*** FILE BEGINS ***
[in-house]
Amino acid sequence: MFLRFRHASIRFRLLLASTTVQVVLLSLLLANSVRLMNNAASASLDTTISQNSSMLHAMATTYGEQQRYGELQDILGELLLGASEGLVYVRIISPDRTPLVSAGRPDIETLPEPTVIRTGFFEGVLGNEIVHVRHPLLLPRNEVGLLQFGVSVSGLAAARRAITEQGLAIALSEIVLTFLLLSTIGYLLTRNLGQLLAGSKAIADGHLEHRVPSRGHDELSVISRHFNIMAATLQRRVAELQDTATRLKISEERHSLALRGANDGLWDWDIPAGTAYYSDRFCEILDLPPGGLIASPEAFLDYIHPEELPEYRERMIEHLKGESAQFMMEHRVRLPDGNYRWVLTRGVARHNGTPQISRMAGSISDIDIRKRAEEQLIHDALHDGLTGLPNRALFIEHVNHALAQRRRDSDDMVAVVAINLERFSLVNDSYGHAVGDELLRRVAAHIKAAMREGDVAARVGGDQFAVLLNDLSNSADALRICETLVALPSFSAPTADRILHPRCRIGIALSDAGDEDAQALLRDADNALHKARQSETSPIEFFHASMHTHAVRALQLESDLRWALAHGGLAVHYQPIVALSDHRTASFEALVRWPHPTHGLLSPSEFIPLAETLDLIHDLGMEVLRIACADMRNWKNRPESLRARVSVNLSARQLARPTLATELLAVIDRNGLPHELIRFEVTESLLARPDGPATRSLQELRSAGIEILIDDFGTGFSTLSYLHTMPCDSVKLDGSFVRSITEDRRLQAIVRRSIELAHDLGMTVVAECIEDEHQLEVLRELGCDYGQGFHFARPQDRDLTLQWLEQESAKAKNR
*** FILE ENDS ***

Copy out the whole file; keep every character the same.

[in-house]
Amino acid sequence: MFLRFRHASIRFRLLLASTTVQVVLLSLLLANSVRLMNNAASASLDTTISQNSSMLHAMATTYGEQQRYGELQDILGELLLGASEGLVYVRIISPDRTPLVSAGRPDIETLPEPTVIRTGFFEGVLGNEIVHVRHPLLLPRNEVGLLQFGVSVSGLAAARRAITEQGLAIALSEIVLTFLLLSTIGYLLTRNLGQLLAGSKAIADGHLEHRVPSRGHDELSVISRHFNIMAATLQRRVAELQDTATRLKISEERHSLALRGANDGLWDWDIPAGTAYYSDRFCEILDLPPGGLIASPEAFLDYIHPEELPEYRERMIEHLKGESAQFMMEHRVRLPDGNYRWVLTRGVARHNGTPQISRMAGSISDIDIRKRAEEQLIHDALHDGLTGLPNRALFIEHVNHALAQRRRDSDDMVAVVAINLERFSLVNDSYGHAVGDELLRRVAAHIKAAMREGDVAARVGGDQFAVLLNDLSNSADALRICETLVALPSFSAPTADRILHPRCRIGIALSDAGDEDAQALLRDADNALHKARQSETSPIEFFHASMHTHAVRALQLESDLRWALAHGGLAVHYQPIVALSDHRTASFEALVRWPHPTHGLLSPSEFIPLAETLDLIHDLGMEVLRIACADMRNWKNRPESLRARVSVNLSARQLARPTLATELLAVIDRNGLPHELIRFEVTESLLARPDGPATRSLQELRSAGIEILIDDFGTGFSTLSYLHTMPCDSVKLDGSFVRSITEDRRLQAIVRRSIELAHDLGMTVVAECIEDEHQLEVLRELGCDYGQGFHFARPQDRDLTLQWLEQESAKAKNR